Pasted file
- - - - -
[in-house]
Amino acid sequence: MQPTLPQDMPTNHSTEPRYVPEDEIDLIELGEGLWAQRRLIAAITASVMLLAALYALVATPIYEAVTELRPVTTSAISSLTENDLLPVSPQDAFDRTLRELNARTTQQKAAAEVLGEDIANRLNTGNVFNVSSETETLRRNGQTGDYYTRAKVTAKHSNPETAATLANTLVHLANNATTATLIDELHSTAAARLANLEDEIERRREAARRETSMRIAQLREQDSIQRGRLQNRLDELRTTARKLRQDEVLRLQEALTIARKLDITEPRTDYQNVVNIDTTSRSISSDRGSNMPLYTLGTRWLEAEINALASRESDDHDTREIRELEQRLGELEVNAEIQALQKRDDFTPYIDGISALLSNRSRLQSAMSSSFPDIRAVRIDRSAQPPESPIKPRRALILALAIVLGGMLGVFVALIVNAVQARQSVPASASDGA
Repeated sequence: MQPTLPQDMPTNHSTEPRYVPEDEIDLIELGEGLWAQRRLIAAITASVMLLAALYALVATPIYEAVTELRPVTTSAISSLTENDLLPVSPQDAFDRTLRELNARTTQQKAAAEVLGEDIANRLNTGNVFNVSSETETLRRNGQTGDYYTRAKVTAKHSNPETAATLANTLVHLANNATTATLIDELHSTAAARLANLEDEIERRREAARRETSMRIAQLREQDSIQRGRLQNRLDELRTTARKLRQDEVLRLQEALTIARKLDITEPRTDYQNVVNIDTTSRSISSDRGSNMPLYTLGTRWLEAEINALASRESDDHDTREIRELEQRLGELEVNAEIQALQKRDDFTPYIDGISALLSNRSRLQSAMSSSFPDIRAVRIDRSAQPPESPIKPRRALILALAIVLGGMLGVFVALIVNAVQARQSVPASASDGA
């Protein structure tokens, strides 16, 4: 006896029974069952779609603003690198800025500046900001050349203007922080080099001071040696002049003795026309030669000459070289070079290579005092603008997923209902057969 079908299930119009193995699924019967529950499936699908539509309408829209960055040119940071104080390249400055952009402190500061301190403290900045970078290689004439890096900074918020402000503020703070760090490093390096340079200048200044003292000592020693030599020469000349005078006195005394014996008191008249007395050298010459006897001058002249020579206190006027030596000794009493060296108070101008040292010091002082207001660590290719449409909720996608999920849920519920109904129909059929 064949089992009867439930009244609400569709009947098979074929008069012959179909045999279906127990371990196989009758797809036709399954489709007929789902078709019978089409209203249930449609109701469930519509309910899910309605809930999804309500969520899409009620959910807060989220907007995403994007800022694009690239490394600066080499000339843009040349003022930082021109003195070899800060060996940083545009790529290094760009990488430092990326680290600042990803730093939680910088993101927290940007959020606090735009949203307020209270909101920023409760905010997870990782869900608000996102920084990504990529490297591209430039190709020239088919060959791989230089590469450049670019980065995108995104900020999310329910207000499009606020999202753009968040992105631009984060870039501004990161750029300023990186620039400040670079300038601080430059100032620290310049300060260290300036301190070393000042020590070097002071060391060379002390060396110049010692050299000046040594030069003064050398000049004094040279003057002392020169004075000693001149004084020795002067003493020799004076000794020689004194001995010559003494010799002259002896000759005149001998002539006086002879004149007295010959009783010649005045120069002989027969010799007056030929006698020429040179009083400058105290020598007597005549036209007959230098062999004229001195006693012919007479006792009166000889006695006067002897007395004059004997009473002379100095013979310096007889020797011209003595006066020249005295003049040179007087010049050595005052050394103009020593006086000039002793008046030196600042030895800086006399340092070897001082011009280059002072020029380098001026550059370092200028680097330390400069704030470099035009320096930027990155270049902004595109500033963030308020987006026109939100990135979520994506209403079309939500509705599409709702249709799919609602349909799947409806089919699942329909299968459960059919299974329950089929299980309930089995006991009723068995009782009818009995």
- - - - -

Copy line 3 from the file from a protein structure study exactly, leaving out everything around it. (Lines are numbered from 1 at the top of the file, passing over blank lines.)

Repeated sequence: MQPTLPQDMPTNHSTEPRYVPEDEIDLIELGEGLWAQRRLIAAITASVMLLAALYALVATPIYEAVTELRPVTTSAISSLTENDLLPVSPQDAFDRTLRELNARTTQQKAAAEVLGEDIANRLNTGNVFNVSSETETLRRNGQTGDYYTRAKVTAKHSNPETAATLANTLVHLANNATTATLIDELHSTAAARLANLEDEIERRREAARRETSMRIAQLREQDSIQRGRLQNRLDELRTTARKLRQDEVLRLQEALTIARKLDITEPRTDYQNVVNIDTTSRSISSDRGSNMPLYTLGTRWLEAEINALASRESDDHDTREIRELEQRLGELEVNAEIQALQKRDDFTPYIDGISALLSNRSRLQSAMSSSFPDIRAVRIDRSAQPPESPIKPRRALILALAIVLGGMLGVFVALIVNAVQARQSVPASASDGA